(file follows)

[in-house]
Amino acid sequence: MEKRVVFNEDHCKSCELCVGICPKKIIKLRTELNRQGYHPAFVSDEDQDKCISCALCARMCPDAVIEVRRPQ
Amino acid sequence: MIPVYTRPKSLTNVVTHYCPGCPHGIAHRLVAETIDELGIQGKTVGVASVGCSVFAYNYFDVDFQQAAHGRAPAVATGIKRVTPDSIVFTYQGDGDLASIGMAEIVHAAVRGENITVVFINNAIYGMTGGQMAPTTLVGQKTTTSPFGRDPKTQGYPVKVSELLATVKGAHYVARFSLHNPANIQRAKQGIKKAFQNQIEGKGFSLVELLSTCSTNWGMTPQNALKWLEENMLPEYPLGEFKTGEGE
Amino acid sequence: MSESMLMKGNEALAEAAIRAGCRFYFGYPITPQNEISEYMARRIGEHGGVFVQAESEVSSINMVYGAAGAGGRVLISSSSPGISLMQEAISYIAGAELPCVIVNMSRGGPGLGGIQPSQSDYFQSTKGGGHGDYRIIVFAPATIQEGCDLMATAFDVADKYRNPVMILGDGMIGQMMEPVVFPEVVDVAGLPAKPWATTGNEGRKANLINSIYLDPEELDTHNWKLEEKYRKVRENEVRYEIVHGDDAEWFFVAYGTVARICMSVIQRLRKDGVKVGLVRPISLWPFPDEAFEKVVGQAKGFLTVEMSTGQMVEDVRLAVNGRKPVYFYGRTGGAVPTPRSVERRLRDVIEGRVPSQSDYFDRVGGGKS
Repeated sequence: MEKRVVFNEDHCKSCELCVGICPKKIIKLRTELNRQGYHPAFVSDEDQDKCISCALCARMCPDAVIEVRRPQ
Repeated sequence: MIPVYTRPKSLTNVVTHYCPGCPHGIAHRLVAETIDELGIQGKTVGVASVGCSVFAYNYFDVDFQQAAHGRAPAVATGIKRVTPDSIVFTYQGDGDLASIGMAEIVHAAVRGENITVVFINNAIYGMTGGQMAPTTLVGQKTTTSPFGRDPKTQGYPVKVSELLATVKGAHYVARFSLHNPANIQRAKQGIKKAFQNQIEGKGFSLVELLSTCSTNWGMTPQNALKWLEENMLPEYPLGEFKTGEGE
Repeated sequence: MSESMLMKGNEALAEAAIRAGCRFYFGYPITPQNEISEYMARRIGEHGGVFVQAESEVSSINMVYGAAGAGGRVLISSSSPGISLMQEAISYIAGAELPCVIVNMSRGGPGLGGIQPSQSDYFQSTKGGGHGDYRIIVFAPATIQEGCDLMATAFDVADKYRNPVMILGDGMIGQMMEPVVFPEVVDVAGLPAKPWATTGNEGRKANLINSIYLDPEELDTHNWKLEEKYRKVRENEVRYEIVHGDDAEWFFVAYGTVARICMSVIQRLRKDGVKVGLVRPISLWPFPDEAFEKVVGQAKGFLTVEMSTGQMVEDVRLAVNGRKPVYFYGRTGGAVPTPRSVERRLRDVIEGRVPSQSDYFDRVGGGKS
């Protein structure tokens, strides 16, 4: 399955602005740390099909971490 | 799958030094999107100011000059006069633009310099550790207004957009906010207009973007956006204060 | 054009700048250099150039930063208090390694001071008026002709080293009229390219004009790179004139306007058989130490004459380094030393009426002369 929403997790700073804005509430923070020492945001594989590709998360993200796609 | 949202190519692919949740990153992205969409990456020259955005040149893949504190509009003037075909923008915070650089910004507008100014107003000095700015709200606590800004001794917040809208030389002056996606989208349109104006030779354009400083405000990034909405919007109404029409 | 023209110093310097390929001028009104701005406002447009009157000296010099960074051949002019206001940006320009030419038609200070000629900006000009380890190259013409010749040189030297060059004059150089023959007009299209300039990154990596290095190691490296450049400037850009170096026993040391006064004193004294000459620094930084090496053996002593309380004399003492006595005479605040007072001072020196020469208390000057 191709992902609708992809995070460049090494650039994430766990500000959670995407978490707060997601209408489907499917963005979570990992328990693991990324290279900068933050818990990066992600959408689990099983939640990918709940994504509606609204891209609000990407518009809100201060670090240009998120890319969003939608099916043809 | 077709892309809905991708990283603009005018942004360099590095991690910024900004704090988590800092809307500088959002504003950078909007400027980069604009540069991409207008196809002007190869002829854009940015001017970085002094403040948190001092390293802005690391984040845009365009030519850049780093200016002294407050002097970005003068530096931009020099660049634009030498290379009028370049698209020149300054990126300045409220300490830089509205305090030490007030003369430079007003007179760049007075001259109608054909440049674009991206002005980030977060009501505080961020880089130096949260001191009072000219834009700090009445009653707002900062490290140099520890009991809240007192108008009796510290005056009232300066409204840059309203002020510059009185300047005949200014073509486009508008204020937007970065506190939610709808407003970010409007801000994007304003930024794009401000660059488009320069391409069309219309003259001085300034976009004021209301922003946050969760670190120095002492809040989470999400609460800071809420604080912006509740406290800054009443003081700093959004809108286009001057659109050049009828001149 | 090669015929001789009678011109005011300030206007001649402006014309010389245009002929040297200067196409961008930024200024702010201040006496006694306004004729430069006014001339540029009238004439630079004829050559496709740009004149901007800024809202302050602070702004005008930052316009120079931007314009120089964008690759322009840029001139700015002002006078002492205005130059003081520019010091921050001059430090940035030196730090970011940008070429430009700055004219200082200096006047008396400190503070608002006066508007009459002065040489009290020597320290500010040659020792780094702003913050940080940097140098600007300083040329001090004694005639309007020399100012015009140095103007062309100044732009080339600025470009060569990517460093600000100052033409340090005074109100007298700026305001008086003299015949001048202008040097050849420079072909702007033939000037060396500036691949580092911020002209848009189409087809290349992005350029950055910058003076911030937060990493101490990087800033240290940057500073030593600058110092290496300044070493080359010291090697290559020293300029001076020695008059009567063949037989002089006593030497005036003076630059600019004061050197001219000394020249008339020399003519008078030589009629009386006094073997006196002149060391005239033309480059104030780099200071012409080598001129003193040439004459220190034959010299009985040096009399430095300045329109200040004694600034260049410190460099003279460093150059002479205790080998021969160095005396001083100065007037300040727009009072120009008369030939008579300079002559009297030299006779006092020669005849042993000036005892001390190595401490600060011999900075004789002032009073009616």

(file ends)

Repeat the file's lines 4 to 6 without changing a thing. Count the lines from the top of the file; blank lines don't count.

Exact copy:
Amino acid sequence: MSESMLMKGNEALAEAAIRAGCRFYFGYPITPQNEISEYMARRIGEHGGVFVQAESEVSSINMVYGAAGAGGRVLISSSSPGISLMQEAISYIAGAELPCVIVNMSRGGPGLGGIQPSQSDYFQSTKGGGHGDYRIIVFAPATIQEGCDLMATAFDVADKYRNPVMILGDGMIGQMMEPVVFPEVVDVAGLPAKPWATTGNEGRKANLINSIYLDPEELDTHNWKLEEKYRKVRENEVRYEIVHGDDAEWFFVAYGTVARICMSVIQRLRKDGVKVGLVRPISLWPFPDEAFEKVVGQAKGFLTVEMSTGQMVEDVRLAVNGRKPVYFYGRTGGAVPTPRSVERRLRDVIEGRVPSQSDYFDRVGGGKS
Repeated sequence: MEKRVVFNEDHCKSCELCVGICPKKIIKLRTELNRQGYHPAFVSDEDQDKCISCALCARMCPDAVIEVRRPQ
Repeated sequence: MIPVYTRPKSLTNVVTHYCPGCPHGIAHRLVAETIDELGIQGKTVGVASVGCSVFAYNYFDVDFQQAAHGRAPAVATGIKRVTPDSIVFTYQGDGDLASIGMAEIVHAAVRGENITVVFINNAIYGMTGGQMAPTTLVGQKTTTSPFGRDPKTQGYPVKVSELLATVKGAHYVARFSLHNPANIQRAKQGIKKAFQNQIEGKGFSLVELLSTCSTNWGMTPQNALKWLEENMLPEYPLGEFKTGEGE